My role on this Students On Ice arctic expedition is one of educator. All of us who will fill that role will also contribute to the success of the expedition in other ways, helping with many aspects of daily activities and logistics. But as educators, our primary role is to deliver outstanding educational workshops and activities for the students.
I will be teaching environmental communication. You’re probably thinking, what the heck is that? Environmental communication uses tools such as photography and video to inform ands to connect with the general public on environmental issues. Our planet faces a number of significant environmental issues such as climate change, habitat loss, species extinction, pollution (including plastic pollution in our oceans), ocean acidification and the dying-off of coral reefs. These are just some of the major issues facing us today.
The problem is that if people don’t feel like their daily lives are affected by these issues, then they don’t believe they exist. It’s just the way the human brain works – it’s that ‘out of sight, out of mind’ thing. But no matter where in the world we live, our lives are affected by these things. It’s just that for some things, the impacts are less obvious for some of the world’s population, compared to others. Or we experience the indirect or trickle-down effects of these things rather than the direct impacts, at least for now. Or the impacts happen so far from us (geographically) that we don’t see them and so they don’t get our attention. A good example of this is the melting of the world’s glaciers and the impact this will have on global sea level and other aspects of our environment. If we don’t see it happening in our own neighbourhood, then we tend not to think about it.
This is where environmental communication comes in and specifically, photography and videography. You’ve heard the expression, ‘ a picture is worth a thousand words’? As humans, we rely on vision to understand the world around us. This is why photographs can have such impact. When we see something with our own eyes, we are more likely to understand it, to believe it, to relate to it. And some images can even evoke strong emotional responses in us. Strong images can make us care.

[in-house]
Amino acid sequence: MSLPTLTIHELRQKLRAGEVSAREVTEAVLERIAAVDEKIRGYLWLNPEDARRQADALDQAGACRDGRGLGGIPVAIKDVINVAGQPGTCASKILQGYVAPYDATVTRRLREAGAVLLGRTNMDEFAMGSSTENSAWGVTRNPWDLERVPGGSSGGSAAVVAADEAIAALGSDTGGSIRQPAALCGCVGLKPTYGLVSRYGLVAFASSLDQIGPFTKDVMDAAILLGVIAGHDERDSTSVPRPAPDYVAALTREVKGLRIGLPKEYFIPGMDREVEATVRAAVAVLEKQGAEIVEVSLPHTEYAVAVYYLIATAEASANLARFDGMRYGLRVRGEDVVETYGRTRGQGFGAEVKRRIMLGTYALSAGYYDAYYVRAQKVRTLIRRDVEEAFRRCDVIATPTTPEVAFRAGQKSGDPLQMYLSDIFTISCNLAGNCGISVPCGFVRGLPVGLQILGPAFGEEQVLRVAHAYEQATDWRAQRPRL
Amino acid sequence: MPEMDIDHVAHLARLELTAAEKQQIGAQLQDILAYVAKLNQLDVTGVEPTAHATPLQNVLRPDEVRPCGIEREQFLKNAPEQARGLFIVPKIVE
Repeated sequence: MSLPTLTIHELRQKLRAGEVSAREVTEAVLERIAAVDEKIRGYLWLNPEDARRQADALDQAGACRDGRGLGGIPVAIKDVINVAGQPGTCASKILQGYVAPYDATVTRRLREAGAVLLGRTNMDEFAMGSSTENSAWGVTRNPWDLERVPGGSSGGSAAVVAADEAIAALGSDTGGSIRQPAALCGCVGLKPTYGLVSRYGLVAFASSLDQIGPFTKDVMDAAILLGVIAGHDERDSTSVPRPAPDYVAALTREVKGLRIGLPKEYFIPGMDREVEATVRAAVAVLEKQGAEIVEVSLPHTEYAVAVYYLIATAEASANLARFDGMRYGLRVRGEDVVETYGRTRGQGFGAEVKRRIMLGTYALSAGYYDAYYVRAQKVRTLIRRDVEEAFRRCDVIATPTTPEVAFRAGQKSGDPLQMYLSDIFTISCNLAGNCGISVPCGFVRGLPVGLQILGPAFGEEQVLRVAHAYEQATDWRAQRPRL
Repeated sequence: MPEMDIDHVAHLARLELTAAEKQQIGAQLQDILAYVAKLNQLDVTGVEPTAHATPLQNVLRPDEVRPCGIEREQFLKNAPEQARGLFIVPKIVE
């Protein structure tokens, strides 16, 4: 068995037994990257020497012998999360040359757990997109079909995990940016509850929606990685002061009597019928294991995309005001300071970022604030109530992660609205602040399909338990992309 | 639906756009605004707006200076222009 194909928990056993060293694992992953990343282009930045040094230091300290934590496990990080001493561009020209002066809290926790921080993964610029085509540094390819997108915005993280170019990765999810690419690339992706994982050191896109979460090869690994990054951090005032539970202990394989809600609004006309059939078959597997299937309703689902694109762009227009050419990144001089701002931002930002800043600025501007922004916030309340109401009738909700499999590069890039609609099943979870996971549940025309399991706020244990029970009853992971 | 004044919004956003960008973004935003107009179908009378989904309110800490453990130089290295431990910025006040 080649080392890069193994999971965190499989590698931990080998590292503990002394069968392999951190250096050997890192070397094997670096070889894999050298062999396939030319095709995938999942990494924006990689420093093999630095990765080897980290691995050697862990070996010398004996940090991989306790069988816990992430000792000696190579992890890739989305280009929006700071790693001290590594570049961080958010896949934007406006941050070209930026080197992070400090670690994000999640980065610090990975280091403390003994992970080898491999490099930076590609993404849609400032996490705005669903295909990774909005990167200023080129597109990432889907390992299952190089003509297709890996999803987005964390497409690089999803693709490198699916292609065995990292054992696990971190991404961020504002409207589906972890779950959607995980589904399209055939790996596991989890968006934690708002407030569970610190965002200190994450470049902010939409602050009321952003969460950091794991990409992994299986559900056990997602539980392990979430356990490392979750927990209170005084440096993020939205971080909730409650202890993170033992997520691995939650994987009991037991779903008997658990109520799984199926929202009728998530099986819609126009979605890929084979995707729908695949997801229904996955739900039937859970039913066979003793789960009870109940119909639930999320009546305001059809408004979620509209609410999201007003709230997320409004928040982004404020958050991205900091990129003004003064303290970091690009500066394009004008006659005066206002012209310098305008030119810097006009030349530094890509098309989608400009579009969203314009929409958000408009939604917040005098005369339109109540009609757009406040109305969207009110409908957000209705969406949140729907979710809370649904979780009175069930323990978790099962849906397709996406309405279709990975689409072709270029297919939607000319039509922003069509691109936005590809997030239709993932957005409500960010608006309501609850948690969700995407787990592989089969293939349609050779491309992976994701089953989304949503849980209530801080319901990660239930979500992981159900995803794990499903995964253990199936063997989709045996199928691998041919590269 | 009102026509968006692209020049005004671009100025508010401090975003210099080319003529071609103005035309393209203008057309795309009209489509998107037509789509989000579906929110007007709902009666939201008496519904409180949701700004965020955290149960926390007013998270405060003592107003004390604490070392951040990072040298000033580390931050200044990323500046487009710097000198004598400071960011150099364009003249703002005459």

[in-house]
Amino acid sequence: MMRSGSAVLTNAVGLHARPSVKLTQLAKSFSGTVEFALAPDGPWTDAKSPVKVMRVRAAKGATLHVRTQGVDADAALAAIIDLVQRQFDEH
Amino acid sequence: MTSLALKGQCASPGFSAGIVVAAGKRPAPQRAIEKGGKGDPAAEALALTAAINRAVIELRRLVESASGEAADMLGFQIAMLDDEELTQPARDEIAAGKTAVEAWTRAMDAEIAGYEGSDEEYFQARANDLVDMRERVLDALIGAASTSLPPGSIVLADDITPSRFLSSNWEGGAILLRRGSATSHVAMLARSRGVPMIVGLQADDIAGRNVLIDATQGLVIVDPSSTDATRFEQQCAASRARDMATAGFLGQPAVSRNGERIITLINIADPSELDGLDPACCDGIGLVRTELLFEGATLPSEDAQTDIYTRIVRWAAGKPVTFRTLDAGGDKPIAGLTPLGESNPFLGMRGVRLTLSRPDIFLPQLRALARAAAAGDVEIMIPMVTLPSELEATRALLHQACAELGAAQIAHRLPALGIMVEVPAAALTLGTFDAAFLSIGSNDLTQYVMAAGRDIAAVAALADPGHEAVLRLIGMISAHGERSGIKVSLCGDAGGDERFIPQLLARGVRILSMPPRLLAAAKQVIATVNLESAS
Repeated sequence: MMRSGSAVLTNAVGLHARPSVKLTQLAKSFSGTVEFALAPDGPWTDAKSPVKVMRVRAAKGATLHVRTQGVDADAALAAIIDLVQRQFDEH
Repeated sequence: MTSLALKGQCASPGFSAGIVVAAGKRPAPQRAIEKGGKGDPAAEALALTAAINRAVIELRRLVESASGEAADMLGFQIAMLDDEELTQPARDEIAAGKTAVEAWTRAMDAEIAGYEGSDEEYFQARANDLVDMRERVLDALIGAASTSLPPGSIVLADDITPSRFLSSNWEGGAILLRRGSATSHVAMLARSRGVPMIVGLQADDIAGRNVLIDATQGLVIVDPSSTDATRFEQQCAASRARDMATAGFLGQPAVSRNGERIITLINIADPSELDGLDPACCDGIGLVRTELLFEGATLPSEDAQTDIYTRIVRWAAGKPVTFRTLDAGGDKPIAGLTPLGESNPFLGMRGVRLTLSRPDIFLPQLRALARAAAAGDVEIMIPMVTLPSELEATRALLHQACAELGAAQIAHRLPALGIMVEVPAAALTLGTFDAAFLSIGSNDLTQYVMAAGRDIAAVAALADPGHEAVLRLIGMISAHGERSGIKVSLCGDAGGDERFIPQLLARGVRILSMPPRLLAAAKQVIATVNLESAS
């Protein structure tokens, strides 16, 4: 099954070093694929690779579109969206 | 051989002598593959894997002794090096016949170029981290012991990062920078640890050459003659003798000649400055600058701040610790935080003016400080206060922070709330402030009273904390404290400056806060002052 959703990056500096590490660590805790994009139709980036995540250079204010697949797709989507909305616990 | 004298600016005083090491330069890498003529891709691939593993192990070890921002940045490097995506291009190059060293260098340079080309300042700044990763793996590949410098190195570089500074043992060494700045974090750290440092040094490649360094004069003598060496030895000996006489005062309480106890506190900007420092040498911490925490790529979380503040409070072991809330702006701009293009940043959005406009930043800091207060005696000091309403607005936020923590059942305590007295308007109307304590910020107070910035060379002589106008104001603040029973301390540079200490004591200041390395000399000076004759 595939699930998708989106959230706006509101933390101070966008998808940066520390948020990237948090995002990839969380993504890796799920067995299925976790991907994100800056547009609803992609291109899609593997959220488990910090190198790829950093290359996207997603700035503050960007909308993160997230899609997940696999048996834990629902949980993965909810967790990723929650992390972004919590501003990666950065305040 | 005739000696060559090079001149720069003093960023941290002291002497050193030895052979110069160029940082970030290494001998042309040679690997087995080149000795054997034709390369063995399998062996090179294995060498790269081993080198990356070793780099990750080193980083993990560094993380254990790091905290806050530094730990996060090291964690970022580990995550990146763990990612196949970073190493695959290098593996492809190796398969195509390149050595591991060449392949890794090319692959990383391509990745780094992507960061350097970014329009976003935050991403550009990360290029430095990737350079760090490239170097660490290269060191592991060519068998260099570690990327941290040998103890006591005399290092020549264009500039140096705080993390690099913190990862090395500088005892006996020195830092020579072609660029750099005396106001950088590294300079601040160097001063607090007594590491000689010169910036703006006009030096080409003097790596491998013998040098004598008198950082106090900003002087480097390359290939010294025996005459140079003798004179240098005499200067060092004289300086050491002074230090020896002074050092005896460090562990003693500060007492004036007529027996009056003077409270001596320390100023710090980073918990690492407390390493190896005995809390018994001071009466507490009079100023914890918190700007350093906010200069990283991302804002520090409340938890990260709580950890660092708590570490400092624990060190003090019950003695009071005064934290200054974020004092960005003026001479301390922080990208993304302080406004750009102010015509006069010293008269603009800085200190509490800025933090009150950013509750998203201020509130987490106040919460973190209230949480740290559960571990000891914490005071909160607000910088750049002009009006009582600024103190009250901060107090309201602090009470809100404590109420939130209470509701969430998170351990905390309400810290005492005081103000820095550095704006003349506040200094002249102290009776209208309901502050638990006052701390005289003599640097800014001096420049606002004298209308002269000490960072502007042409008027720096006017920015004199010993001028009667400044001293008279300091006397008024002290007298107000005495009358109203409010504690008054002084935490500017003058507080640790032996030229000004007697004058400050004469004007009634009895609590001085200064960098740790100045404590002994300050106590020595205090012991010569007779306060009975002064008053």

It’s this emotional response that is important. Without it, people tune out. They forget about things. But have you ever seen a photo that made you cry? I bet the impact of that photo stayed with you for a few days, if not for months or years or even a lifetime. Images have the power to impact us in that way.
I believe that visual images can play a huge role in helping us to understand the impacts of our planet’s environmental issues and the urgent need to take action to halt these impacts. For over 125 years, National Geographic has been doing this – using photography to take us to parts of the globe we have never been before (or may never visit) . They inform us about environmental and social issues in places far from us. Their goal is to motivate us to care enough to do something about these issues. And now that we are in the digital age, National Geographic publishes their magazine digitally (for iPad). We no longer just ‘read’ NatGeo magazine, we experience it. This include video clips, 3D animations, and interactive tools to ‘read’ a story. You just need to look at the October 2013 digital edition of National Geographic magazine to understand the impact photography (and video) can have on informing people about global issues, getting them to care, and getting them to take action.
This is why I’m teaching environmental communication on this arctic expedition. I think photography and videography are tools that are critical to addressing the planet’s environmental issues. And who better to use these than the younger generation – the one that will spend the bulk of their lives dealing with the environmental issues that currently face our planet. I’ll be teaching them how to shoot photographs with impact. How to shoot and edit video and to produce their own short documentary-style videos. And I hope they will become ambassadors of the environment – visual storytellers for the environment – sharing their experiences and their messages about the arctic – its wildlife, its landscapes, its people and the rapid changes the arctic is experiencing as a result of global climate change. This is why I have named my program, the Youth Environmental Ambassadors Program. I hope that the students will share the stories of their first-hand experiences not just with their family, their friends and their peers. I hope they will share them with the world. I hope my program inspires them to take action on our planet’s environmental issues and that they inspire others to do the same.